The midsummer solstice might be an exciting time if you’re a druid or Swedish, but it also has potential to us as mountain bikers. The 21 June, the longest day of the year (at least in the northern hemisphere -bad luck if you’re southern based) offers us the chance to ride longer, farther, higher, without having to pack lights. While robed druids are gathered at Stonehenge, England, to celebrate our solar system and Swedes drink through 24 hours of daylight, mountain bikers everywhere seize this unique riding opportunity before the year begins its slow slide towards dark, winter once more.
While our longest day saw me diving into a 3-long day epic MTB traverse of 100 kilometers/70 miles of the Italian Ligurian Alps, Italy, a ride that took in a hefty 4000m/6000ft of ascent and delivered a sweet total 6000m/9000ft of descent to literally finish for a dip in the Mediterranean Sea, other riders elsewhere annually make the most of midsummer to max’ their riding experience. Having some 17 hours or so of daylight to play with means getting chance to tackle that one epic you always wanted, but were too afraid of the dark. It means finishing with tired muscles, a sore ass, but a sense of triumph. If you have the legs for it.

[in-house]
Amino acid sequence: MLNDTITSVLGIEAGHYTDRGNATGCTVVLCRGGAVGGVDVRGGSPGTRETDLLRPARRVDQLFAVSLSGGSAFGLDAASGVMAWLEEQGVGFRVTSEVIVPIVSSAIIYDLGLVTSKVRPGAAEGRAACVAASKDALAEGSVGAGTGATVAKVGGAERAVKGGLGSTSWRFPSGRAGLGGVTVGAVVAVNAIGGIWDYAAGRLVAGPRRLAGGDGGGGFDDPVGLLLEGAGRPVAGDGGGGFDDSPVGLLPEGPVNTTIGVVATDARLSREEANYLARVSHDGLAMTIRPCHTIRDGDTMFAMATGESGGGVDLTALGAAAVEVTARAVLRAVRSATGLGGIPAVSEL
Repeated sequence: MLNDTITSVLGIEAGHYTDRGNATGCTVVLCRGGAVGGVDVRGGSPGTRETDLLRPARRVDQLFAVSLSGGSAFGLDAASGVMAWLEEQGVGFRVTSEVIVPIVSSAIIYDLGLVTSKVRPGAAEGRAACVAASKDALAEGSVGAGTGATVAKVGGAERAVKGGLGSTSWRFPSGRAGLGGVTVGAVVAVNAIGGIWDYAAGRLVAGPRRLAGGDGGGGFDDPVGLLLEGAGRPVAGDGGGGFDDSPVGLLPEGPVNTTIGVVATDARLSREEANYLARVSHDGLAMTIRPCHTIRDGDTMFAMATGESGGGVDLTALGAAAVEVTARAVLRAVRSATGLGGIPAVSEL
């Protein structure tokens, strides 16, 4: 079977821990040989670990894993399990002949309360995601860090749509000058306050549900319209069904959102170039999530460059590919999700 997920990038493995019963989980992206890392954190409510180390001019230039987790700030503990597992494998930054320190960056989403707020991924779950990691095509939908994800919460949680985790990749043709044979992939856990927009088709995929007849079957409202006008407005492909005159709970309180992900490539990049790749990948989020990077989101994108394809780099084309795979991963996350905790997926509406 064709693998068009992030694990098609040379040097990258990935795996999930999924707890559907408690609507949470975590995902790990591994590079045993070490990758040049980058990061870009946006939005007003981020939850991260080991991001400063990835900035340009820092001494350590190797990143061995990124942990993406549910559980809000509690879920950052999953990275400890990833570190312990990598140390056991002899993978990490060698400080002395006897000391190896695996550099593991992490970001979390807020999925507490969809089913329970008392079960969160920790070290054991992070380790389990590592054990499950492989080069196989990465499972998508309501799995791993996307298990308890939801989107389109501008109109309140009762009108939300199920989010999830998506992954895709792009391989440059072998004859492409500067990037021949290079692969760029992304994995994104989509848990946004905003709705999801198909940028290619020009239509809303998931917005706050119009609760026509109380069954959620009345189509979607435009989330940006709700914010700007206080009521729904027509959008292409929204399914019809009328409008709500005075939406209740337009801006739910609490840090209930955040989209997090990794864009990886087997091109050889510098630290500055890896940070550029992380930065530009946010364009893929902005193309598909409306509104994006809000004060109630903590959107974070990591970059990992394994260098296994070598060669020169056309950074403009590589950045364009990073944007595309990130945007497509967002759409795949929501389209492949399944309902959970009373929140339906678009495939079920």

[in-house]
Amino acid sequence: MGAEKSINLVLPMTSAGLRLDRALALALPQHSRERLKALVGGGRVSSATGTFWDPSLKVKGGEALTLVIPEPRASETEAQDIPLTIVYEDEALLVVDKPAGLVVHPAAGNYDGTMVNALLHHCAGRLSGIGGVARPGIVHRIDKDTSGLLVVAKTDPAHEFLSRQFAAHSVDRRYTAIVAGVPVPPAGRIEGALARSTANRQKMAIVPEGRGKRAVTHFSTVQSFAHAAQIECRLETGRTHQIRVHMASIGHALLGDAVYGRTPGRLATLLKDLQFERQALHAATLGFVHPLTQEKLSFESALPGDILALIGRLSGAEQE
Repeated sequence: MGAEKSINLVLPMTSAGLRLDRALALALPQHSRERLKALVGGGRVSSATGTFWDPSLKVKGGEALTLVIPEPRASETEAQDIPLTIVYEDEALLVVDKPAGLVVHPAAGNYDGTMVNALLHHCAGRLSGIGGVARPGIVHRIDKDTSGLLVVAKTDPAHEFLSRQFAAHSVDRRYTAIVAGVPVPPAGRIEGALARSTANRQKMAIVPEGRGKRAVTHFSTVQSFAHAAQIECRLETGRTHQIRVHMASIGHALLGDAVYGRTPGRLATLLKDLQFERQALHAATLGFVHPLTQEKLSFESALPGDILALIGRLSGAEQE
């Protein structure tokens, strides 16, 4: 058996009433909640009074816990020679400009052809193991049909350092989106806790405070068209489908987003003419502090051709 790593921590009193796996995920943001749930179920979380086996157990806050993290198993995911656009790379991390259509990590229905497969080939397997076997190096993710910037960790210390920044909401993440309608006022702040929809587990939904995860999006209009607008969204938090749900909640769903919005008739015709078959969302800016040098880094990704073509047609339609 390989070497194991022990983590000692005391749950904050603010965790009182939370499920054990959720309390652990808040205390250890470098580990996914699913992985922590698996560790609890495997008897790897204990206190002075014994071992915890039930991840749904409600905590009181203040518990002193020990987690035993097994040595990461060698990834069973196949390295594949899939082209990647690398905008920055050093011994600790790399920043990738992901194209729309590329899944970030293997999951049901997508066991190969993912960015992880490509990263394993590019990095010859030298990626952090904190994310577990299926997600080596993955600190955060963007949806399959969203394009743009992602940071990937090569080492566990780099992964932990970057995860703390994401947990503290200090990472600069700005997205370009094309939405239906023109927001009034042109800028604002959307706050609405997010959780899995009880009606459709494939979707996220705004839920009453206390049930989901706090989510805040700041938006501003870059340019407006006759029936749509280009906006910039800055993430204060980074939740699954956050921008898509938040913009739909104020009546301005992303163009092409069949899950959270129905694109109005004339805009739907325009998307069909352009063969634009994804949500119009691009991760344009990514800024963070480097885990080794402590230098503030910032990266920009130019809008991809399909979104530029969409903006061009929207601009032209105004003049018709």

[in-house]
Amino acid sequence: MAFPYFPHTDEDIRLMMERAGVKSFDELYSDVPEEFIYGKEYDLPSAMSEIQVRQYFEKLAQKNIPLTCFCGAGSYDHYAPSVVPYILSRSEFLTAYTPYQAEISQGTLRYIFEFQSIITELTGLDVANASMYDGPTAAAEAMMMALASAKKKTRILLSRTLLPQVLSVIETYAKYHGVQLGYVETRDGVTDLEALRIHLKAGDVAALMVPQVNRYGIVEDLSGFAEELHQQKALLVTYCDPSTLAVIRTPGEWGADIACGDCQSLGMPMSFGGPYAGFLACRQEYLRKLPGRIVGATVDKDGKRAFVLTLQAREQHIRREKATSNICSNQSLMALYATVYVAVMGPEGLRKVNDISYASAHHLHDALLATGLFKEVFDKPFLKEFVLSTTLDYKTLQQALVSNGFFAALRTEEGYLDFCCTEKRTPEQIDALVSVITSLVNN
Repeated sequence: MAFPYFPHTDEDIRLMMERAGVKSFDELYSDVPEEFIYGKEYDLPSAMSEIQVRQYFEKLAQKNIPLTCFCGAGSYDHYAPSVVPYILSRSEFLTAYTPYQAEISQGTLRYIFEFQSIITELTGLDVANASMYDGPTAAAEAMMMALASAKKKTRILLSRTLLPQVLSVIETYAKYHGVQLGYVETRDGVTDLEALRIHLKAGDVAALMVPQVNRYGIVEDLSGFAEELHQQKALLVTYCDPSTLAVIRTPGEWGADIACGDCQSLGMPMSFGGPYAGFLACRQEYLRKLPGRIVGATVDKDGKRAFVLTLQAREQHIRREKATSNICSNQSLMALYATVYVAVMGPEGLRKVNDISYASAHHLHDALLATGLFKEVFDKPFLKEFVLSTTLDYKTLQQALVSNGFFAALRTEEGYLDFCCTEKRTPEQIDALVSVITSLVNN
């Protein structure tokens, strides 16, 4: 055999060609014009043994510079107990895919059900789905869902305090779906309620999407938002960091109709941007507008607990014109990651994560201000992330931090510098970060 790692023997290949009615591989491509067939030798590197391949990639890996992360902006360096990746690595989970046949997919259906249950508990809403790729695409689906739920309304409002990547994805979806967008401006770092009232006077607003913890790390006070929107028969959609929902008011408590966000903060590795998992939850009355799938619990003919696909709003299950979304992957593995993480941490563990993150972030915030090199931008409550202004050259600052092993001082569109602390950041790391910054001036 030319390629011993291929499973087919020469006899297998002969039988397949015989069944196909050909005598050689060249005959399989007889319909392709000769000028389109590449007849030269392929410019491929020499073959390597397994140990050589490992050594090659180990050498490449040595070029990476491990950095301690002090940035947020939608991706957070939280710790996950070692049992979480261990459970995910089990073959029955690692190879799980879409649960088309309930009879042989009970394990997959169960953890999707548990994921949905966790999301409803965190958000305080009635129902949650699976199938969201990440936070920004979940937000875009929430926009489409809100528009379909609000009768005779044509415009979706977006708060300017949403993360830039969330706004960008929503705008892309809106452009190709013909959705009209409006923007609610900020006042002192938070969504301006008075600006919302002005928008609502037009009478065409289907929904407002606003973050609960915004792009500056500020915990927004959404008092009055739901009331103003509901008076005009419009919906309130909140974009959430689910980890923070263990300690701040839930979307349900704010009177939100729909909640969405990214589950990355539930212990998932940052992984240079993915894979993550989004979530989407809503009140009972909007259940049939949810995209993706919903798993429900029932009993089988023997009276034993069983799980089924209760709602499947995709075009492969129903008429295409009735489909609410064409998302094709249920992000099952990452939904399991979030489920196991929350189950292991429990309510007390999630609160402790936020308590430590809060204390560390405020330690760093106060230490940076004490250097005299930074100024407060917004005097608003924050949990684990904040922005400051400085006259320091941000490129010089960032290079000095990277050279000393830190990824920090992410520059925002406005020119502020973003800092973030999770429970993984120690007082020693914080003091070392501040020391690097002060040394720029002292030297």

Proving that freeriders and dirt jumpers are not as lazy as the common perception dictates, Diamondback’s Utah-based Eric Porter is one such rider, not afraid to seize the moment. Okay, twe haven’t yet caught up on what Eric did last week on this summer solstice (you can bet it was a long day though), but we’ve got a clear take on what he did last summer, below. If you think you can squeeze in more riding on midsummer’s day than this guy, then send us your film of the longest day. Otherwise, keep quiet and watch in awe as Eric, who is neither druid nor Swedish as far as we and Diamond Back are aware, celebrates the summer solstice in the best way possible, fueled only by Clif Shotbloks and Double Gulps from the 7-Up.